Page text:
The Castle Behind Thorns is a tender, profoundly relevant twist on a fairy and folk tale formula. After an argument with his father and a plea at a saint’s shrine for peace and understanding between them, Sand awakes in the fireplace of the Castle Behind Thorns.
Sand has grown up hearing the stories about the castle: how its inhabitants fled after an earthquake that tore the castle apart and the hedge of thorns grew up around the ruins. He quickly realizes as he explores the castle and grounds that whatever happened was NOT an earthquake, but a sundering of stupefying proportion. Sand knows an earthquake cannot rend an anvil in half.
When Sand attempts to bypass the thorns surrounding the castle he discovers they have a life force of their own…and they have NO intention of letting him pass through them into the outside world. Unsure how long he will be trapped within the thorns Sand, almost without realizing it, begins to mend the castle.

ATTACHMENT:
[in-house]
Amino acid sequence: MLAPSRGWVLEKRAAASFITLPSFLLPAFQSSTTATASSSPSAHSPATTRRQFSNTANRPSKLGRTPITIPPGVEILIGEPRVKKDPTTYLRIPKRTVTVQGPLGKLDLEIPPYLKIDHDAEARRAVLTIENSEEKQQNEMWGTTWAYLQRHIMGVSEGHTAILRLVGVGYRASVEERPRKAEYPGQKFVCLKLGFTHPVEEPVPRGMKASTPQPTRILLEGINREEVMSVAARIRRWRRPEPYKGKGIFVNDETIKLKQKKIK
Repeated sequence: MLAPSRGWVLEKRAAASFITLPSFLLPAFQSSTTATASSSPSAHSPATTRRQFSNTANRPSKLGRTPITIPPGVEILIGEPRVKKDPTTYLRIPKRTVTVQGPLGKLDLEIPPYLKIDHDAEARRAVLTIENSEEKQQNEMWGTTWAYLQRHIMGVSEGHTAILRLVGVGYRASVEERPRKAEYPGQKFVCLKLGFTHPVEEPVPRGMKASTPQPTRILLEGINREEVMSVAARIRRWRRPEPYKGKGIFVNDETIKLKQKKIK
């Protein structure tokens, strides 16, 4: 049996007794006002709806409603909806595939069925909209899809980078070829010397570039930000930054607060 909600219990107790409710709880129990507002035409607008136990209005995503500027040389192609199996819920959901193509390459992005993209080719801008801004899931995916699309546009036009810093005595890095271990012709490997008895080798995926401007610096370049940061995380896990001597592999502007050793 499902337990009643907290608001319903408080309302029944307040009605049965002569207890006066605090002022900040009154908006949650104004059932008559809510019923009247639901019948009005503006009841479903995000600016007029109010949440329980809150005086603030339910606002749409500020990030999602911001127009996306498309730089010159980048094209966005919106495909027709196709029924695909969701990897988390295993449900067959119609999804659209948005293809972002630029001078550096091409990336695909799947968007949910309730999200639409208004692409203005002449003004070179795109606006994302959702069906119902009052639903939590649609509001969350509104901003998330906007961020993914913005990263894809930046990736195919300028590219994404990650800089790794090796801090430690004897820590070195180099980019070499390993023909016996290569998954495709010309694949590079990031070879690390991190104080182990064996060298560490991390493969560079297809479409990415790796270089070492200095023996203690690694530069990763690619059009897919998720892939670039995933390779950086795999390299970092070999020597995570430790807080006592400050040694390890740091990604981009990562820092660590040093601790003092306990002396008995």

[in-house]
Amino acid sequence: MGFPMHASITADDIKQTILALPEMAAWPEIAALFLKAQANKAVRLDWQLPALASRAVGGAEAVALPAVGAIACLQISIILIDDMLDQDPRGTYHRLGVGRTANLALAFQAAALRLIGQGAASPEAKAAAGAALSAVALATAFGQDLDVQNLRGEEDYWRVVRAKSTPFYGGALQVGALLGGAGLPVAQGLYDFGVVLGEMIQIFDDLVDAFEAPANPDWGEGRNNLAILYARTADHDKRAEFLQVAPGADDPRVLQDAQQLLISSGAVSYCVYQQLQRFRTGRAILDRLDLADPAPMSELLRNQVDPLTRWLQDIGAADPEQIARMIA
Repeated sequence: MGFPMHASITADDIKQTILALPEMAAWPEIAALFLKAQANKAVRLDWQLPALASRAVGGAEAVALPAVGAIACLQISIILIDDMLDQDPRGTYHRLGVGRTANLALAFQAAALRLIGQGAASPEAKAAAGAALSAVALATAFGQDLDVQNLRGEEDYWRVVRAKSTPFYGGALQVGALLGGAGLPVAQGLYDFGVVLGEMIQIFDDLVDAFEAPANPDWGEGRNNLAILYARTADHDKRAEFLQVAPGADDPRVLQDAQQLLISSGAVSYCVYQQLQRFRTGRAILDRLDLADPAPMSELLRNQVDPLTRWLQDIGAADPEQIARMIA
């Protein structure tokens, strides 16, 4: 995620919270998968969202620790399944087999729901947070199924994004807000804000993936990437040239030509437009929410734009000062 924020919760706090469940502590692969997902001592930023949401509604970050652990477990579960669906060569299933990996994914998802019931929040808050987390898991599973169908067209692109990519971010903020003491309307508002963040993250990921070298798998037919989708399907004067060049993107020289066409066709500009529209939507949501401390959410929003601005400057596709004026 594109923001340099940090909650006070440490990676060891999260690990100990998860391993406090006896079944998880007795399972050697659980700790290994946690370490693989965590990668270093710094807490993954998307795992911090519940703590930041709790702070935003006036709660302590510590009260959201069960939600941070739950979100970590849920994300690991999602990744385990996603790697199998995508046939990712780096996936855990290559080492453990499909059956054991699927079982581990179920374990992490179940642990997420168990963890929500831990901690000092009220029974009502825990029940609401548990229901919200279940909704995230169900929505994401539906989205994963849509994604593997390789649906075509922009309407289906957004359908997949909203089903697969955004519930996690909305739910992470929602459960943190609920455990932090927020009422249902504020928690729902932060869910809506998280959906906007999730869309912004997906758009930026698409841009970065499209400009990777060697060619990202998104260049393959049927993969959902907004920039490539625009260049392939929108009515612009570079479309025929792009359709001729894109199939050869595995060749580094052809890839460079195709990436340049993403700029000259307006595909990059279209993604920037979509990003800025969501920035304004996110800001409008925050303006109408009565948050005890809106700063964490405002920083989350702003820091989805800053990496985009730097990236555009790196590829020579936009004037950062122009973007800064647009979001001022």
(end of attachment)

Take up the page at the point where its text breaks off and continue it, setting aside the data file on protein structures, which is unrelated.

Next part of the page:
In the course of his explorations Sand unwittingly resurrects a former resident of the castle–Perrotte. Perrotte was murdered by her stepmother–who now rules the region with her daughter–in the castle as a young girl. She is, understandably confused at first, then angry as she remembers what happened to her.
At its heart The Castle Behind Thorns is a story about finding friendship and forgiveness and the bounty of joy those things can bring into our lives. The most moving and insightful passage for me is when Perrotte first genuinely tries to envision what forgiveness could mean for her:
What would it be like? To be free of the pain and grief she felt, the anger that welled in her every time she thought about the thing that had happened to her, the death she’d received, the years and people she had lost?
[…] What would it be like to remember the past without wanting to scream and to cry? Without feeling like a burden rested on her shoulders and her heart?
[…]Would life feel like it did when she stood shoulder to shoulder with Sand at the forge, creating the spherical astrolabe? Engrossing. Involving. Full of possibility and joy and friendship?
Anyone who has ever tried to forgive a painful wrong done to them by another hears her own heart in Perrotte’s thoughts. The Castle Behind Thorns is a brilliant example of story at its finest. I LOVED IT!